Tuesday, 1 October 2019

How I'm getting my money management back on track


It’s taken almost a month, but I finally feel as though I’m back into some sort of routine after the summer break. 

It’s been a long slog in my house. Renegotiating bedtimes (move over Boris, I’ve got proper skills), getting homework done, remembering swimming kit. But I think we’re (getting) there.



Now some sense of normality has returned to my life, I’ve decided to take a good look at my finances. 

I hold my hands up: things have slipped big time. All the good habits I’d got into since the start of the year disappeared over the summer as quickly as a toddler in a soft play. 

So, I’m going to start again. 

The first thing I’m going to do is get back into the habit of saving. As a part-time journalist with two young kids, I’m not exactly raking it in. I may not be able to set aside hundreds of pounds a month, but anything is better than nothing. 

I need the flexibility of an easy access savings account in case I want my money quickly to pay for a broken windscreen wiper/nursery day-out to the farm/new pair of football boots (for my son, just to be clear). 

I’ve had a Marcus account since it launched last year, and it pays a market-leading 1.45% on £1 to £100,000. 

You can get a better interest rate if you don’t mind tying your money up. 

Lock your cash away for a year and you can earn 1.75% from Ford Money on balances between £500 and £2m, or if you prefer a high street name, 1.41% from the Post Office on a minimum balance of £500. 

If you can commit to saving every month, you may want to think about a regular savings account. Some of these pay as much as 5% (First Direct, HSBC, M&S Bank) but you need to have a current account with the provider to be eligible. 

If you don’t want to go down that route, Coventry Building Society recently launched a regular saver paying 2.5%, which is open to anyone. 

The other thing I’m going to do to get back on track is start budgeting again. 

There are loads of ways to budget. You could try apps like Squirrel, Money Dashboard or Mint. Or you could just create an excel spreadsheet listing all your incomings and outgoings. 

I like the old-fashioned pen and paper method. 

Once all the boring stuff has been accounted for (mortgage, phone, petrol etc), I set myself a weekly spending budget. 

Some people I know physically withdraw their ‘allowance’ at the start of each week and when it’s gone, it’s gone. I transfer my money into my second current account, which I use solely for money management.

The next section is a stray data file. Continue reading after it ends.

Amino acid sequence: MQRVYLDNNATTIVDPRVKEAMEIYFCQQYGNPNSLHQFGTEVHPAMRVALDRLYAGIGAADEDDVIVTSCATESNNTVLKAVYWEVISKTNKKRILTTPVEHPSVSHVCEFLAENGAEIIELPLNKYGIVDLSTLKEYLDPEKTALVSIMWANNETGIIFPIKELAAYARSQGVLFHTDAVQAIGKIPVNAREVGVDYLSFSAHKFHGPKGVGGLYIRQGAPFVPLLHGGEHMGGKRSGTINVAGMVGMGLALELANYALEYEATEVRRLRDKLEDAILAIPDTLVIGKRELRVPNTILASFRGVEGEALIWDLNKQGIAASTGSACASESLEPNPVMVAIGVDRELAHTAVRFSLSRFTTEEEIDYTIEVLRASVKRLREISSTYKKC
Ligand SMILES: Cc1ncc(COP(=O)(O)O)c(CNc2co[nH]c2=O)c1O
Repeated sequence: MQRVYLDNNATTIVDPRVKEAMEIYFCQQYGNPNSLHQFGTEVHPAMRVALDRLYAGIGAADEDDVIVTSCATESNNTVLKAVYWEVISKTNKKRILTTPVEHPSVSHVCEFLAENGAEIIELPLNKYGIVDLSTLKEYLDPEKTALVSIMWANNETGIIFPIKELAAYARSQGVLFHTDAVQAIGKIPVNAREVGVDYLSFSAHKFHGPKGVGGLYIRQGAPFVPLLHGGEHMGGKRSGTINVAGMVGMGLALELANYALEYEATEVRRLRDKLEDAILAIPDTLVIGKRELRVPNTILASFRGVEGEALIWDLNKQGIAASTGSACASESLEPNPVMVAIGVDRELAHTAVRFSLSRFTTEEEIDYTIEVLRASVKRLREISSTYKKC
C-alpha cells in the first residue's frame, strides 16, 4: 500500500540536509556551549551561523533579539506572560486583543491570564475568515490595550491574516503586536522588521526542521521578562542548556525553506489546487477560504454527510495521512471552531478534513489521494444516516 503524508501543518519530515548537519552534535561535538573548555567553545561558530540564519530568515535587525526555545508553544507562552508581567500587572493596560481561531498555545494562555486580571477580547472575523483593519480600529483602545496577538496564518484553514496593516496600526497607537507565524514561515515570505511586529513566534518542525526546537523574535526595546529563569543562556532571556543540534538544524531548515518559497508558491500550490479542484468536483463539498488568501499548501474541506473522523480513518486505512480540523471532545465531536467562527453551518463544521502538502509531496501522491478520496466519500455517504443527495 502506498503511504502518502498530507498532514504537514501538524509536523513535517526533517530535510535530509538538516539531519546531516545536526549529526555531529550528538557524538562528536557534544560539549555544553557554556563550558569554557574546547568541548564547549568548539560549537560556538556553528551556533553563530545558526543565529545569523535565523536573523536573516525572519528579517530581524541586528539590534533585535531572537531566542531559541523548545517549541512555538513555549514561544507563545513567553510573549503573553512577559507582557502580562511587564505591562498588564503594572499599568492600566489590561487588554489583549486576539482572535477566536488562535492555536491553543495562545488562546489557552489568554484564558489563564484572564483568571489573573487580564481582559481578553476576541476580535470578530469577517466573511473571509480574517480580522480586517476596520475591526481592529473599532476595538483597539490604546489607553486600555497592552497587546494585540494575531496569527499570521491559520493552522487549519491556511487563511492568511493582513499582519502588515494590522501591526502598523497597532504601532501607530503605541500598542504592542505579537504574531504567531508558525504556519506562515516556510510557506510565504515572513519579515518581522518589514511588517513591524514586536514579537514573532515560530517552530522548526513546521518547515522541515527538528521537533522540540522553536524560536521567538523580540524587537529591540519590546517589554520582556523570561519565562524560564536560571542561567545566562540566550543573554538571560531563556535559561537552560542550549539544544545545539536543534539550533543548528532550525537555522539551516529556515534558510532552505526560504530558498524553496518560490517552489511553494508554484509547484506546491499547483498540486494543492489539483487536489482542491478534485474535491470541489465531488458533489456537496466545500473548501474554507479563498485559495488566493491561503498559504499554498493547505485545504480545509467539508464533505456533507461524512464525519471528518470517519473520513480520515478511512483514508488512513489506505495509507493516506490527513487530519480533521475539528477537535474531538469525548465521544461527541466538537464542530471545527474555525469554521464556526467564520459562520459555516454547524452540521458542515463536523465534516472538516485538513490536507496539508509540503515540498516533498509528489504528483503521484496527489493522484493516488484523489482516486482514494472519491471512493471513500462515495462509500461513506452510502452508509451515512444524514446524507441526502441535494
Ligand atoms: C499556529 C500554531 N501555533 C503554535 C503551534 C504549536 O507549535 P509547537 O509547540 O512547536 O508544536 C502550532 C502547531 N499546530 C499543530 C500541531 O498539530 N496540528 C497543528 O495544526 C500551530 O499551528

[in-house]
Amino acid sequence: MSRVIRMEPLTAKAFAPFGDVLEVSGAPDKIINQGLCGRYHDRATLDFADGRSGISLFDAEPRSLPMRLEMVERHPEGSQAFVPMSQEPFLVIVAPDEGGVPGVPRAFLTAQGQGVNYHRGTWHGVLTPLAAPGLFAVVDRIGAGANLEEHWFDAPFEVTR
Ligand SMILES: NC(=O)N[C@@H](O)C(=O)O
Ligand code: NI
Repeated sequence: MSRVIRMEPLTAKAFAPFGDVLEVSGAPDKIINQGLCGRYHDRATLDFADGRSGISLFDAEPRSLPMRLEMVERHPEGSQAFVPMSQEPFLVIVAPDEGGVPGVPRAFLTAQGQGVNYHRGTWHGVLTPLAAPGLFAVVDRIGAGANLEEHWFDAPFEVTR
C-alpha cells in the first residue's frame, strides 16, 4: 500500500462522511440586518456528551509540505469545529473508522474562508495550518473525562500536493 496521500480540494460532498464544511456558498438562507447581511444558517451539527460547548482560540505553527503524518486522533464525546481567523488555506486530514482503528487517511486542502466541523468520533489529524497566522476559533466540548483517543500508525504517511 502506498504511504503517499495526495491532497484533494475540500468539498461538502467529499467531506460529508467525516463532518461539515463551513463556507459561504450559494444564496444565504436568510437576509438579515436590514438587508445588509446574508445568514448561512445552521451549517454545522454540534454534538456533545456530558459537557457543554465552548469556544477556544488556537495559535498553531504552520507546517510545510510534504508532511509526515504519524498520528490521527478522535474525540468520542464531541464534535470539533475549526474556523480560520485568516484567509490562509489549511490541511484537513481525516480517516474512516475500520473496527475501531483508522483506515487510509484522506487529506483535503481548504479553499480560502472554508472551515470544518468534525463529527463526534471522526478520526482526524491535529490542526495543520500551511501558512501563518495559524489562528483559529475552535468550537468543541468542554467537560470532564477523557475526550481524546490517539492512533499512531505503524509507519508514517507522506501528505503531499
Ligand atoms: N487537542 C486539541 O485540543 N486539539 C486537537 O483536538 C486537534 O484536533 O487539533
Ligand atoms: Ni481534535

I have a Starling account and I love it. It’s app-only so no branches and is so easy to use. 

I really like its round-up function which automatically rounds up all your purchases to the nearest pound and sticks the spare change into a separate savings account. So, if you buy a coffee for £2.60, you’ll save 40p without doing anything. Monzo offers the same sort of thing. 

 * All rates correct at time of writing, please check terms, conditions and details before opening any new accounts or moving your money. This website does not constitute financial advice, always do your own research and check accuracy and reliability of providers. 
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1 comment

  1. Those are pretty good interest rates for easy-access cash.
    This month I've done something I've never done before: actually write down everything that I spend money on. In the past I've done the process in reverse: budget at the beginning of the month (write down how I will spend money) and try my best to stick to it.
    It's been interesting so far to see where my money is going. I spend WAY more on groceries that I'd realized. And I do think that I curb excess purchases such as lattes when I know I'm going to write it down at the end of the day. 😉. Kind of like a diet journal in this respect.
    Wow, there are so many budget Apps. I'm kind of like you, though; prefer pen and paper (and spending with cash as much as possible).

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